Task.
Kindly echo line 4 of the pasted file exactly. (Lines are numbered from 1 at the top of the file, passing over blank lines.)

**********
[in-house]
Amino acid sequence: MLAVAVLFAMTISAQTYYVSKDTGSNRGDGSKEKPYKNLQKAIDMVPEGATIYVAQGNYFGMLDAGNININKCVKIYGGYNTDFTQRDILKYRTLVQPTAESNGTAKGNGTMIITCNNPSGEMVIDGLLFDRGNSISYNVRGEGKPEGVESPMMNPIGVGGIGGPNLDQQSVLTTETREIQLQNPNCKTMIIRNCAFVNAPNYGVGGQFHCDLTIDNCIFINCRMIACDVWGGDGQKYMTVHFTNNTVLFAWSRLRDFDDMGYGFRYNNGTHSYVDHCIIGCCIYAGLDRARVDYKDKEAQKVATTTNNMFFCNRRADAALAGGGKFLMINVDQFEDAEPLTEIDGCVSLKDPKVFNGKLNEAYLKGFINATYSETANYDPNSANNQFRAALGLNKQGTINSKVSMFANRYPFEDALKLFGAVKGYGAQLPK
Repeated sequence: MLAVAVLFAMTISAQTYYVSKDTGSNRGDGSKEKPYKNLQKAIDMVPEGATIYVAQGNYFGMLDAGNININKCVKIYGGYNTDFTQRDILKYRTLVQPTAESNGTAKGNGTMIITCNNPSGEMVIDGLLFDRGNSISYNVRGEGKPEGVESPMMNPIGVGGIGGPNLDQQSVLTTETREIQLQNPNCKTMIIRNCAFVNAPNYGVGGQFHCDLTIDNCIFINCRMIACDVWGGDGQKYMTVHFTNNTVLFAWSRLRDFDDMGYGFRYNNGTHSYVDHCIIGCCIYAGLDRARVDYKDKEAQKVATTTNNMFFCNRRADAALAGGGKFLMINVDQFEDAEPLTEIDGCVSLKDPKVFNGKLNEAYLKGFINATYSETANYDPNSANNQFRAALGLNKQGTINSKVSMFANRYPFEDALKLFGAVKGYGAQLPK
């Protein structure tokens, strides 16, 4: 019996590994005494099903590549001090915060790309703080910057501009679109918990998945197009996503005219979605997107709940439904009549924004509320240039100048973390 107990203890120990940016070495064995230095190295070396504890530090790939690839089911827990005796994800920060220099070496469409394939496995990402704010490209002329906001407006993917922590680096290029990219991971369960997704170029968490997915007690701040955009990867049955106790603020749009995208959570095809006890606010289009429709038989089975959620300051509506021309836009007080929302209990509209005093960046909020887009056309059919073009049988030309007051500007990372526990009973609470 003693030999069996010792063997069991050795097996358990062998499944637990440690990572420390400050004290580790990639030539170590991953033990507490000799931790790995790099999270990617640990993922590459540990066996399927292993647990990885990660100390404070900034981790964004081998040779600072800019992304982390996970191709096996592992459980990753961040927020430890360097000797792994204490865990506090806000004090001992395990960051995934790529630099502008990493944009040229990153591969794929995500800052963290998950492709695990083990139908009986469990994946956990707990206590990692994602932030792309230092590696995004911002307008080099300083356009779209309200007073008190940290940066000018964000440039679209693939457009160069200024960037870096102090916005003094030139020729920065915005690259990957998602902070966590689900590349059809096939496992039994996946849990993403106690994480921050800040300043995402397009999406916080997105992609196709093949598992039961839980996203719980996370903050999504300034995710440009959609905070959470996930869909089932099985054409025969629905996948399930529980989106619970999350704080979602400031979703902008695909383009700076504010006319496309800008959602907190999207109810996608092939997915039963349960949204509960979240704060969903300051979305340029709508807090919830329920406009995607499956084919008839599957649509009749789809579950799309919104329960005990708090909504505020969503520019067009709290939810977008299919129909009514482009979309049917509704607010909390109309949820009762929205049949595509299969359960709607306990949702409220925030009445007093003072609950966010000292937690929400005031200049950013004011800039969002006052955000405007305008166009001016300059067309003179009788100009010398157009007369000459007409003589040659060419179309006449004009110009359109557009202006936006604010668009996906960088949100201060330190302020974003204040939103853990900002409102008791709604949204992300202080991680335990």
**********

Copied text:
């Protein structure tokens, strides 16, 4: 019996590994005494099903590549001090915060790309703080910057501009679109918990998945197009996503005219979605997107709940439904009549924004509320240039100048973390 107990203890120990940016070495064995230095190295070396504890530090790939690839089911827990005796994800920060220099070496469409394939496995990402704010490209002329906001407006993917922590680096290029990219991971369960997704170029968490997915007690701040955009990867049955106790603020749009995208959570095809006890606010289009429709038989089975959620300051509506021309836009007080929302209990509209005093960046909020887009056309059919073009049988030309007051500007990372526990009973609470 003693030999069996010792063997069991050795097996358990062998499944637990440690990572420390400050004290580790990639030539170590991953033990507490000799931790790995790099999270990617640990993922590459540990066996399927292993647990990885990660100390404070900034981790964004081998040779600072800019992304982390996970191709096996592992459980990753961040927020430890360097000797792994204490865990506090806000004090001992395990960051995934790529630099502008990493944009040229990153591969794929995500800052963290998950492709695990083990139908009986469990994946956990707990206590990692994602932030792309230092590696995004911002307008080099300083356009779209309200007073008190940290940066000018964000440039679209693939457009160069200024960037870096102090916005003094030139020729920065915005690259990957998602902070966590689900590349059809096939496992039994996946849990993403106690994480921050800040300043995402397009999406916080997105992609196709093949598992039961839980996203719980996370903050999504300034995710440009959609905070959470996930869909089932099985054409025969629905996948399930529980989106619970999350704080979602400031979703902008695909383009700076504010006319496309800008959602907190999207109810996608092939997915039963349960949204509960979240704060969903300051979305340029709508807090919830329920406009995607499956084919008839599957649509009749789809579950799309919104329960005990708090909504505020969503520019067009709290939810977008299919129909009514482009979309049917509704607010909390109309949820009762929205049949595509299969359960709607306990949702409220925030009445007093003072609950966010000292937690929400005031200049950013004011800039969002006052955000405007305008166009001016300059067309003179009788100009010398157009007369000459007409003589040659060419179309006449004009110009359109557009202006936006604010668009996906960088949100201060330190302020974003204040939103853990900002409102008791709604949204992300202080991680335990």